Black Sabbath makes strong return

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Alex LaSalle

There is a new Black Sabbath album out. Surprise! Also, it’s actually pretty good.

There’s no use in comparing “13,” the band’s 19th album, to earlier classics like “Paranoid,” but it still holds to the dark, heavy sludge of a sound that made them so influential in the first place.

In spite of the seemingly endless lineup changes, the best work Sabbath produced was from the original lineup of Ozzy, guitarist Tony Iommi, bassist Geezer Butler and drummer Bill Ward. Ward is the only one to forego this reunion and has been replaced by Rage Against the Machine and Audioslave drummer Brad Wilk. Even though he may have the same initials, his style is the one glaring weakness in “13.”

Ozzy is in solid form here. No, it’s not his best, but he still has way more power and range than most singers that have reached his age or his level of drug and alcohol consumption. Iommi’s guitar work is loud and heavy and pretty much everything that could be asked of him. The same for Butler’s bass.

The odd man out through most of the album is Brad Wilk. His work with RATM and Audioslave is mostly a precise, funk-filled style. That same precision takes some of the bite out of Sabbath’s sound, and while it doesn’t get in the way of anything, it doesn’t have the same impact as Bill Ward’s heavy-handed looseness.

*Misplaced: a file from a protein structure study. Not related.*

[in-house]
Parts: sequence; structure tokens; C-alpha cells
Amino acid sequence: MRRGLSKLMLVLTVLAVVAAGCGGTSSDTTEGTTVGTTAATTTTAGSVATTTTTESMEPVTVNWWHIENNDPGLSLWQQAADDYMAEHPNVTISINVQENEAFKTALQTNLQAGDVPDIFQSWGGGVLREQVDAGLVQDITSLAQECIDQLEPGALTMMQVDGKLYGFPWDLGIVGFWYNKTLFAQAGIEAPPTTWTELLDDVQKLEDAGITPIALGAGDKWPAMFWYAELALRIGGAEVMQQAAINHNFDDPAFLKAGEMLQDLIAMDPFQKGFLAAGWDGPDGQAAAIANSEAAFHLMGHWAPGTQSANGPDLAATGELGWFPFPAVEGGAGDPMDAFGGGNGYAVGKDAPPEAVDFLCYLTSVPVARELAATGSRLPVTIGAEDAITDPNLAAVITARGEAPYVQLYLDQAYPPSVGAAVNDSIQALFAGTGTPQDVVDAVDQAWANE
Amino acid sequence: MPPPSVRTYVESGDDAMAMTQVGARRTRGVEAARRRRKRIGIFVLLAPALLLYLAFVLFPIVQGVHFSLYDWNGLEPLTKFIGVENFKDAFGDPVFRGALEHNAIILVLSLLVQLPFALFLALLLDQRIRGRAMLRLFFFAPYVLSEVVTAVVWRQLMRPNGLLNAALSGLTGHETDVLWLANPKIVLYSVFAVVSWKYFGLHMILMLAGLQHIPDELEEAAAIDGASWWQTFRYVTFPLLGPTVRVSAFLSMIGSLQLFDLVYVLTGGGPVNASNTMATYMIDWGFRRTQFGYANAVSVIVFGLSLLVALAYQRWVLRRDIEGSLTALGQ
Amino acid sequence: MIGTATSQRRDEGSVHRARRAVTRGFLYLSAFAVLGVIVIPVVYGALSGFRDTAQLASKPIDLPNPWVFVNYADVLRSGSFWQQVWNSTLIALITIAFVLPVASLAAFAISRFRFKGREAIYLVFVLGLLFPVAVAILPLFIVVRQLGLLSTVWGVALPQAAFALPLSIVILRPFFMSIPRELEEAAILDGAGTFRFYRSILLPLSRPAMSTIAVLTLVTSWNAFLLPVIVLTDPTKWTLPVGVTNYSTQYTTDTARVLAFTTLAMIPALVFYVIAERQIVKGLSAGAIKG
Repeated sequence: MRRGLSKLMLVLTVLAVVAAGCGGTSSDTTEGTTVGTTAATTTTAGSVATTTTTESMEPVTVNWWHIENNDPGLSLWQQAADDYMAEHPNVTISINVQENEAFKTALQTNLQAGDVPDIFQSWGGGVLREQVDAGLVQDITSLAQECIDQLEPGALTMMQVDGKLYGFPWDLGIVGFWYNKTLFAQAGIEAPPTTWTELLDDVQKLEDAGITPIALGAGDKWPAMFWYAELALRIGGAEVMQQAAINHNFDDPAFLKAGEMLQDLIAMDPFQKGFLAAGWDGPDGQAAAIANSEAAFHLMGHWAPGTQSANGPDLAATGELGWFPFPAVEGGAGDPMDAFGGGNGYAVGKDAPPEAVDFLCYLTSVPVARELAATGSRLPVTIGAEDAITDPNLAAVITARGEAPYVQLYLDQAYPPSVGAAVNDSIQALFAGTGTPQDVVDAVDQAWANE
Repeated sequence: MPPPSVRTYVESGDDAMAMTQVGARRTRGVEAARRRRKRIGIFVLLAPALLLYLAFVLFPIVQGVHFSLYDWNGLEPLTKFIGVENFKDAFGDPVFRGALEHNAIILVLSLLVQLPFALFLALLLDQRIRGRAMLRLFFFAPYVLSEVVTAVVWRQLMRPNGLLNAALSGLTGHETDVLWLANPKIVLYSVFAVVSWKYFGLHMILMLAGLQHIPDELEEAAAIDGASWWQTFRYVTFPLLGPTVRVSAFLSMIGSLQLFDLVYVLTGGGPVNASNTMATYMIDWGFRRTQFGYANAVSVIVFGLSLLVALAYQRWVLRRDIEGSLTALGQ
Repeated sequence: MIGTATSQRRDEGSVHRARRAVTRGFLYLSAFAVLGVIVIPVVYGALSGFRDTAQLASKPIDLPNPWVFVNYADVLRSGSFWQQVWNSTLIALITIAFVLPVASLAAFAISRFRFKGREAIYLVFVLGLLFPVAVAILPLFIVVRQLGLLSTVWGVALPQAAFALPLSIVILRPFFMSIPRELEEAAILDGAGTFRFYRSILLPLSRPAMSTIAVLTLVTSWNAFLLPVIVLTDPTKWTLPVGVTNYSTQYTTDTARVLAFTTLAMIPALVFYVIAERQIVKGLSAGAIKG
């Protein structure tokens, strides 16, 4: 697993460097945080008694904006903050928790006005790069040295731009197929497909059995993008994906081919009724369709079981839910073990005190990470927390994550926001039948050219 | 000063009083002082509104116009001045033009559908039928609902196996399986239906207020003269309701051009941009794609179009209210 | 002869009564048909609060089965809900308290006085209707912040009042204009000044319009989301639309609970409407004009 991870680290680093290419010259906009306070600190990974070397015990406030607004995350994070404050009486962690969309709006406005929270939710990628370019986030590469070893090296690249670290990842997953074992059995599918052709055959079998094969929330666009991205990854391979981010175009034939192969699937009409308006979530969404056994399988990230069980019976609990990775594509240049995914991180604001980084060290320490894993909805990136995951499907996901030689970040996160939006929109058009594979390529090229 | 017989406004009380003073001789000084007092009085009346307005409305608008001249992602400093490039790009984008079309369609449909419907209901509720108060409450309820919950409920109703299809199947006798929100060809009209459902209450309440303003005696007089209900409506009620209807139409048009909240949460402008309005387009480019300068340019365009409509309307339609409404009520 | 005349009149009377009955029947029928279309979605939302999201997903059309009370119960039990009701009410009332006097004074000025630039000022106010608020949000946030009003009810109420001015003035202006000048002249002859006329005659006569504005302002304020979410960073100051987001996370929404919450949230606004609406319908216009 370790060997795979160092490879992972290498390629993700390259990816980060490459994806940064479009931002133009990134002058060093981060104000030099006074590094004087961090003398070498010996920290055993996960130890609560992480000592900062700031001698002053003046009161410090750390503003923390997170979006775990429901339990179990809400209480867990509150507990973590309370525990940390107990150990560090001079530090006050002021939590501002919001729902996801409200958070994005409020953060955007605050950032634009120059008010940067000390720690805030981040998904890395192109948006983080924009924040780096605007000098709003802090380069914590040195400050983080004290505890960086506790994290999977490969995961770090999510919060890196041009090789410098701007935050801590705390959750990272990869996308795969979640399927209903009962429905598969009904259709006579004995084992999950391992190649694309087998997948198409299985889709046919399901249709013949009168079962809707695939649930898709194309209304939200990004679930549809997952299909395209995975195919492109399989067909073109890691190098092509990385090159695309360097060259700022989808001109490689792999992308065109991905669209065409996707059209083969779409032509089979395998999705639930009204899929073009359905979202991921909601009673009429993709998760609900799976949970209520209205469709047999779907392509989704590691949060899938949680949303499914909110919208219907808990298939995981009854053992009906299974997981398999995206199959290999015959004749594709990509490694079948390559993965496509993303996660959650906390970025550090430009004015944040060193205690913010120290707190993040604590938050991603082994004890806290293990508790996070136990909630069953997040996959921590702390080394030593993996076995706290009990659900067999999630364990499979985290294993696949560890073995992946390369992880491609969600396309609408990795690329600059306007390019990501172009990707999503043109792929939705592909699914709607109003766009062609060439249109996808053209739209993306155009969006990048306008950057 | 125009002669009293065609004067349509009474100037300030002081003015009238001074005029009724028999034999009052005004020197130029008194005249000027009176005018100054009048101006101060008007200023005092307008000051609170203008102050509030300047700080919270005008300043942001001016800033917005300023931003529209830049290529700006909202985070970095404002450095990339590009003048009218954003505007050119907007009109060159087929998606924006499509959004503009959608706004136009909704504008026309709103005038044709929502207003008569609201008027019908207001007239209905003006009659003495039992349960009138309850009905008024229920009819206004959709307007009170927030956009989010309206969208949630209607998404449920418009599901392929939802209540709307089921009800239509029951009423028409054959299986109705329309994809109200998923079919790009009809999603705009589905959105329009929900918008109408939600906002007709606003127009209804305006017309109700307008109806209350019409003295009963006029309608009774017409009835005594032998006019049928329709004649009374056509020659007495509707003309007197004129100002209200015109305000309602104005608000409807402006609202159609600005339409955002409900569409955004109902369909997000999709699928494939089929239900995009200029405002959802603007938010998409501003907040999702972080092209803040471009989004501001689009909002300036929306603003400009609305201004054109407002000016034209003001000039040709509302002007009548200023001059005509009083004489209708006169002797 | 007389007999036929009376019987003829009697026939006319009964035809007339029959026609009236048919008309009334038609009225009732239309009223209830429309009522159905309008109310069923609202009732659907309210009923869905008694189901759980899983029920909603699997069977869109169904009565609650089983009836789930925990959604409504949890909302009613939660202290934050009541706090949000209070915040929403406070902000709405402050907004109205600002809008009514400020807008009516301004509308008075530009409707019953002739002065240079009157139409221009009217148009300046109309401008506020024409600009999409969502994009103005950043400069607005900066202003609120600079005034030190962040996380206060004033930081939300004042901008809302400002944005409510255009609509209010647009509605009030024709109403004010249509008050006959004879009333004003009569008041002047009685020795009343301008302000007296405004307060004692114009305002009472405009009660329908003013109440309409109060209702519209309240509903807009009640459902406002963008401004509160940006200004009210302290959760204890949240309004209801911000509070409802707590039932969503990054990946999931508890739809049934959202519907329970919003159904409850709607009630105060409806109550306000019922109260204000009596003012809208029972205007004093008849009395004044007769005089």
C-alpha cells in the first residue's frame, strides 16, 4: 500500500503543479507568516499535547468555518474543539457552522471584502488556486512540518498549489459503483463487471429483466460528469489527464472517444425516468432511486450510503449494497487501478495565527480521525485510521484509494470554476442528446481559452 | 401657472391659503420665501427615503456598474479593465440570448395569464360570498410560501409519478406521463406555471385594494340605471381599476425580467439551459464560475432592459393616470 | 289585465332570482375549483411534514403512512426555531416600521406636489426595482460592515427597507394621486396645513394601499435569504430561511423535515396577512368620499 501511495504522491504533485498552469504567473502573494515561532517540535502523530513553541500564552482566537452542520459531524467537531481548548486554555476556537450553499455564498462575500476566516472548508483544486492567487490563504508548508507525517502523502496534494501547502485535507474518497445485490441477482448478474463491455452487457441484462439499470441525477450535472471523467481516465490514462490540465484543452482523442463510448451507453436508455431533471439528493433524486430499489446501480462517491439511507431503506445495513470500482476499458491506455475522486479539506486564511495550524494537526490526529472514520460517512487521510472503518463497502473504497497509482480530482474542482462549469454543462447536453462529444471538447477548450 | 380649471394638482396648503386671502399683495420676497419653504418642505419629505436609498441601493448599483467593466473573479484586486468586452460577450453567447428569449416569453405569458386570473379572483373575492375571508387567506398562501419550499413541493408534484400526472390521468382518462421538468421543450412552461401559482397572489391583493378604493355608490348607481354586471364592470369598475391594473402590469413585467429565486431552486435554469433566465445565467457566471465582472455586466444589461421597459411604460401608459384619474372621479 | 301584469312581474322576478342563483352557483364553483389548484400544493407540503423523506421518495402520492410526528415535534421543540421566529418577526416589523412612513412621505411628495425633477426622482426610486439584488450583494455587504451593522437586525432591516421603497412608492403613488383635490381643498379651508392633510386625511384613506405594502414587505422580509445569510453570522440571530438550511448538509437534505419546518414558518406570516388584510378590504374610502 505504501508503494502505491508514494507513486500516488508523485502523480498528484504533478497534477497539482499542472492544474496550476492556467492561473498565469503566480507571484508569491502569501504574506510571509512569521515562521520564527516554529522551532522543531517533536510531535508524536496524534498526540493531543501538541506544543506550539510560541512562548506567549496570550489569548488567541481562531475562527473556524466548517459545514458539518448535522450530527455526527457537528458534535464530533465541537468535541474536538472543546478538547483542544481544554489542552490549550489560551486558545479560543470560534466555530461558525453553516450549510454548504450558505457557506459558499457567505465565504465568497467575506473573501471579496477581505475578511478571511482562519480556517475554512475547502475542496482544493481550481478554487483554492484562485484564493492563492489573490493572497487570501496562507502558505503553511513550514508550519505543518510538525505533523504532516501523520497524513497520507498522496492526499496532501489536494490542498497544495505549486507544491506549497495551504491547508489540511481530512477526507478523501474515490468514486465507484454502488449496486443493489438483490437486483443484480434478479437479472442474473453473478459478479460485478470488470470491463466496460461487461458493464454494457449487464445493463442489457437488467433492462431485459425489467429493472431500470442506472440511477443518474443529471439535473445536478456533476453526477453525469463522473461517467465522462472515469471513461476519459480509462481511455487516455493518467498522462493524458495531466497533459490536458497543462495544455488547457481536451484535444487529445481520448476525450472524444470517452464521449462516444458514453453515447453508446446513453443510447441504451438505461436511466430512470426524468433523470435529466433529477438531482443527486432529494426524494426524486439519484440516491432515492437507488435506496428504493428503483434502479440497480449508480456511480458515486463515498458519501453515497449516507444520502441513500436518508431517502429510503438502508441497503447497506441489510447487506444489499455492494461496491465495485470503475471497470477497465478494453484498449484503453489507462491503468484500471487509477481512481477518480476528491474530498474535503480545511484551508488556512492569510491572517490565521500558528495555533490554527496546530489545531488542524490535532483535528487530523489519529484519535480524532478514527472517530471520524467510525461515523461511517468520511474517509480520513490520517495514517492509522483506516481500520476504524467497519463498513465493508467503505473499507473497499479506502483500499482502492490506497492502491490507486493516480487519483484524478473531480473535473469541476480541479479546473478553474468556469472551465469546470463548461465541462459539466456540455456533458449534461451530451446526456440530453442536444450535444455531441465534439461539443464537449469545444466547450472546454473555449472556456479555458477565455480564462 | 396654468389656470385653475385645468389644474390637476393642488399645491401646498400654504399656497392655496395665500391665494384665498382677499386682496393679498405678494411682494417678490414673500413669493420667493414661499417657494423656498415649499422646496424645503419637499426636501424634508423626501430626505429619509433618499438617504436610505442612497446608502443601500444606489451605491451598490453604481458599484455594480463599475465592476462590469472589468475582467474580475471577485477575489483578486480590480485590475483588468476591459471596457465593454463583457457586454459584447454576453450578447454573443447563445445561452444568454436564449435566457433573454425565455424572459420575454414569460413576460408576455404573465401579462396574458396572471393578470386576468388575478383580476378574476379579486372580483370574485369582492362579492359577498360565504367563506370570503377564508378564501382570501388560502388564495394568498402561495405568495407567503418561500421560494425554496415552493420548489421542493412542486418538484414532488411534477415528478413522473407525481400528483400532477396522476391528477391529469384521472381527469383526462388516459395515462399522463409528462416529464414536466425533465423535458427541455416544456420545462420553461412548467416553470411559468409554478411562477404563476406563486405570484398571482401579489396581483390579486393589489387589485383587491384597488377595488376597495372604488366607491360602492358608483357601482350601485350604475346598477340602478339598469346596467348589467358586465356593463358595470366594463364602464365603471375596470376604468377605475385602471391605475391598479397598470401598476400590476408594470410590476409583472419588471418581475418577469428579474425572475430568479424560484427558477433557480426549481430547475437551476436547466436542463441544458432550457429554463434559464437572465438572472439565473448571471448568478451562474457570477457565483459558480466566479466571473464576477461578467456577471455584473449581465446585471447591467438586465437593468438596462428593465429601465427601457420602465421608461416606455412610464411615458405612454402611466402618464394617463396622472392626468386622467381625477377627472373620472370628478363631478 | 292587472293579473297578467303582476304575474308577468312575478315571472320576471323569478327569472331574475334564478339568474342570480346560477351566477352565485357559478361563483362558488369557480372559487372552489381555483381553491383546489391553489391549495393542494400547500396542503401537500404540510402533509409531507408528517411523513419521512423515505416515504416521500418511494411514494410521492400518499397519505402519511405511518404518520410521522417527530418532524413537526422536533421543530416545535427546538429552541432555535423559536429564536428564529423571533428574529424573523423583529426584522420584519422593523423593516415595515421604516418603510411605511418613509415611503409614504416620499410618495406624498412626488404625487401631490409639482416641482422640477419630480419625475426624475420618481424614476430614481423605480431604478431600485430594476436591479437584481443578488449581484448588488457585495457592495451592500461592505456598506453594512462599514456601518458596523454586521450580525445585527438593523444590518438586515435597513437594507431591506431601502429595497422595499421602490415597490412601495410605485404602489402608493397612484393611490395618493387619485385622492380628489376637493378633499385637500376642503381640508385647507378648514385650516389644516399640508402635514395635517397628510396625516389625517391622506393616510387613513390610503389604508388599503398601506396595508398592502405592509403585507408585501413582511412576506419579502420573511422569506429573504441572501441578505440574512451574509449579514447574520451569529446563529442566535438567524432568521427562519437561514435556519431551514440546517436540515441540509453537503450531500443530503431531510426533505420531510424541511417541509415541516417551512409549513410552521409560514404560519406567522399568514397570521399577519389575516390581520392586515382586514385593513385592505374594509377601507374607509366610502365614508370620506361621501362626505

And what about the songs? Well, they’re good. Nothing on “13” is going to outweigh “Iron Man.” Not even close. But “God is Dead?” and opening track “End of the Beginning” are not only tolerable but genuinely good.

“God is Dead?” trudges along for a good six minutes before an adrenaline-filled turn-it-up guitar riff explodes in. “Zeitgeist” is the requisite hypnotic ballad, made worth it by a jazzy guitar solo to close it.

It’s not close to Black Sabbath’s best work, but for a band almost as old as your parents, it’s pretty good. It also proves that metal doesn’t need rapid-fire double kick drums and cartoonishly fast guitar solos to be, well, metal.